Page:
I’m also currently working on my third novel, which is called The Gorge. I’m getting close to finishing it and I hope I can get my publisher interested in it. The book takes place in the Bogue Chitto State Park just south of Franklinton, Louisiana, but it takes place in the mid-1980s, before the land was a state park. In the beginning of the book, a young man finds his girlfriend’s body in the brush near Fricke’s Cave, which is sort of a geographical anomaly in southeastern Louisiana. It’s a sandstone “cave” at the head of a giant gorge and when I first saw this place a few years ago, this persistent image of a body being discovered there just wouldn’t leave me alone. This is how all of my books start, you know, with this image that just won’t go away. This one was so strong that I started writing notes on some receipts that were in my car’s glove compartment as soon as my family and I left the park.
The odd thing is that as I was working on this book, I started reading Dead Man Walking by Sister Helen Prejean and learned that a body actually was left in Fricke’s Cave back in the early eighties. The character that Sean Penn played in the film version of Dead Man Walking was actually an amalgamation of several killers, one of them Robert Lee Willie, who was accused, along with his friend Joe Vacarro, of killing a girl named Faith Hathaway and dumping her body in Fricke’s Cave.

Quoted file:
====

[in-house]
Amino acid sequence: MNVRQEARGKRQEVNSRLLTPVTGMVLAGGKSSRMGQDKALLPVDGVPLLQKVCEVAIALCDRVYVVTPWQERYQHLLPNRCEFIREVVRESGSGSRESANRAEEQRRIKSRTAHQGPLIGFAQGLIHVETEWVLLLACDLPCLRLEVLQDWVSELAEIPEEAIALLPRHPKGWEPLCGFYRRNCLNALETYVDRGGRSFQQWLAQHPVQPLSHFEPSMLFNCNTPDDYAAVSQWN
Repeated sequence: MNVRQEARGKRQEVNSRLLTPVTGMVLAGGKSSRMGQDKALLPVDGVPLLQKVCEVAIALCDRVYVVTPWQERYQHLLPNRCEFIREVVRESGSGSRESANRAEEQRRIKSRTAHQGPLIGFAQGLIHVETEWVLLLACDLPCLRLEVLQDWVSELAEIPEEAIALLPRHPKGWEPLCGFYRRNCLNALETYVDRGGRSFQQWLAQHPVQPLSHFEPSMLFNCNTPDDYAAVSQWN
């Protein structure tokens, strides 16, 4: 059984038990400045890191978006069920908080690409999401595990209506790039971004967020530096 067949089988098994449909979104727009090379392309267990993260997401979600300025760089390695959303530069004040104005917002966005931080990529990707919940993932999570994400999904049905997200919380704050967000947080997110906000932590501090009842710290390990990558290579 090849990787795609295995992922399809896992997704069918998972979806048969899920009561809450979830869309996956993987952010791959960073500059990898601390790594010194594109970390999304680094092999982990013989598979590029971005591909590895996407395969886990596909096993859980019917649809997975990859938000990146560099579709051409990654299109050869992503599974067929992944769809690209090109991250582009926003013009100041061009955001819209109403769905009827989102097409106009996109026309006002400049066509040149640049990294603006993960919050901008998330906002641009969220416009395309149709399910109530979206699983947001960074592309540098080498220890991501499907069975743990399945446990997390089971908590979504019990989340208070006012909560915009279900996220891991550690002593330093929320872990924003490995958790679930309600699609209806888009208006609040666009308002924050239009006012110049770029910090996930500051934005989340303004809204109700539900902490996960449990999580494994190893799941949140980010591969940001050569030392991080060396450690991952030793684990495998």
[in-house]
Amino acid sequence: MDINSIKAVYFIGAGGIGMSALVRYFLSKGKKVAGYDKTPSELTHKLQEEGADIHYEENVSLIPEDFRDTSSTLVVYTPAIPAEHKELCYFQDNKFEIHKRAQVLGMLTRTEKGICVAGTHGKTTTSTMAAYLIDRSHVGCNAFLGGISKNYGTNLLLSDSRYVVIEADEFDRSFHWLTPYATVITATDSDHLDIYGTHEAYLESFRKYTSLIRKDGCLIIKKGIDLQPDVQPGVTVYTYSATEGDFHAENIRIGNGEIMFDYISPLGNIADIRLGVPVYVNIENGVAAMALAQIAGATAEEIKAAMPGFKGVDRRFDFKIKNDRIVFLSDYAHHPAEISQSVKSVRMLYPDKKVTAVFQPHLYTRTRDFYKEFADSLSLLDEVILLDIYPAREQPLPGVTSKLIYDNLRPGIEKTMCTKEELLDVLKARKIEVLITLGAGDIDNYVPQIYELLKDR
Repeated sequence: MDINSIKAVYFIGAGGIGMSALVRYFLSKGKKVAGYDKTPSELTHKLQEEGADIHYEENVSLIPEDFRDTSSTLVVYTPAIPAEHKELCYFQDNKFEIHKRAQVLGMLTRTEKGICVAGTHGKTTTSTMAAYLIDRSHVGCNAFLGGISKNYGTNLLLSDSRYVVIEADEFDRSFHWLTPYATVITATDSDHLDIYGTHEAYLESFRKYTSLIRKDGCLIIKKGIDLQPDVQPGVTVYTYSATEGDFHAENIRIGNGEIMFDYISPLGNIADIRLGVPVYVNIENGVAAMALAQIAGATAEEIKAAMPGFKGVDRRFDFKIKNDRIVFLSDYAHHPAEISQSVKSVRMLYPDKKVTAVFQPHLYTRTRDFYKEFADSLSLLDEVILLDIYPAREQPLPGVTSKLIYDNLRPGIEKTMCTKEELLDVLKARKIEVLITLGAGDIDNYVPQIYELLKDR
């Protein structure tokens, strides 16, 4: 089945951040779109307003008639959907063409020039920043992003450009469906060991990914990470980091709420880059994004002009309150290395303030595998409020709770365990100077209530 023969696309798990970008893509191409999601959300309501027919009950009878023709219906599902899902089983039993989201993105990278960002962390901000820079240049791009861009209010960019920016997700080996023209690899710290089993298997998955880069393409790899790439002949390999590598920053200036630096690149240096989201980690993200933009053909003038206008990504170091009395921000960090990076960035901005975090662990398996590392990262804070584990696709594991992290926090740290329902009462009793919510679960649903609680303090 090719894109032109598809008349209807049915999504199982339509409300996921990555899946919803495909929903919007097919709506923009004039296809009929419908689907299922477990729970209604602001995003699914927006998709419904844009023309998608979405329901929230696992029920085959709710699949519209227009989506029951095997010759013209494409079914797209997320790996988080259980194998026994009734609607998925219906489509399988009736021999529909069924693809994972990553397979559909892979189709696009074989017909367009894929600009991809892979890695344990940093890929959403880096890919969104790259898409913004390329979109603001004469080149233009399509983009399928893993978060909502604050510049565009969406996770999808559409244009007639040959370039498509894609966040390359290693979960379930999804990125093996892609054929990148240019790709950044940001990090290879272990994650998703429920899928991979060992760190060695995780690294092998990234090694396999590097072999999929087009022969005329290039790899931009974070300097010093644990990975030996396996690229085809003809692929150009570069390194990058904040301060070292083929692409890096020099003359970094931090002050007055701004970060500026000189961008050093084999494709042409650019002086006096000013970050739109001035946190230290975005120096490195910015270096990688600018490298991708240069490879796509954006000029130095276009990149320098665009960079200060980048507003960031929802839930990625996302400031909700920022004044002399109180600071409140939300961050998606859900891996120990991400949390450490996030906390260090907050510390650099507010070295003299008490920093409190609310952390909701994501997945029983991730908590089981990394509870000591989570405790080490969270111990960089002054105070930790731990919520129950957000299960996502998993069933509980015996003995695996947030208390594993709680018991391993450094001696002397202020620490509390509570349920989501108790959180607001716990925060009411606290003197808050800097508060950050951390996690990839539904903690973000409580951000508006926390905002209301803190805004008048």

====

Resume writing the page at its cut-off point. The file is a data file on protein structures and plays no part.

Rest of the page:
I don’t want my book to be a retelling of that story. Instead, The Gorge is a fictional story of a young man, Tuller, who finds his girlfriend’s body and then gets accused of her murder. Most of the book is told in flashbacks of Tuller’s and his girlfriend, Amber’s, relationship.
DH: Finally, what advice you might give to new writers?
DA: Be persistent. Be patient. Be polite. Be professional — writing is a business just like any other, and artists need to get rid of that notion that there is something morally or ethically wrong about being a good business person and a good artist at the same time. We make art to share with others, to communicate, not to express ourselves. That’s what journals are for. Lastly, and I’ve mentioned this already, a good bit of faith doesn’t hurt anyone either.
See David Armand at the Tennessee Williams/New Orleans Literary Festival Friday and the Jane Austen Literary Festival in Mandeville, Louisiana, on March 23.
Dixon Hearne is the author of three short story collections and editor of several books. His fiction has been twice nominated for the Pushcart Prize, the Hemingway Foundation/PEN award and winner of several other awards. His poetry is nominated for the 2014 Spur Award. Other work can be found in Louisiana Literature, Big Muddy, Louisiana Review, Cream City Review, New Plains Review and many other magazines, journals and anthologies. His story, “Boogers, Haints, and Heathens,” appeared in Deep South Magazine.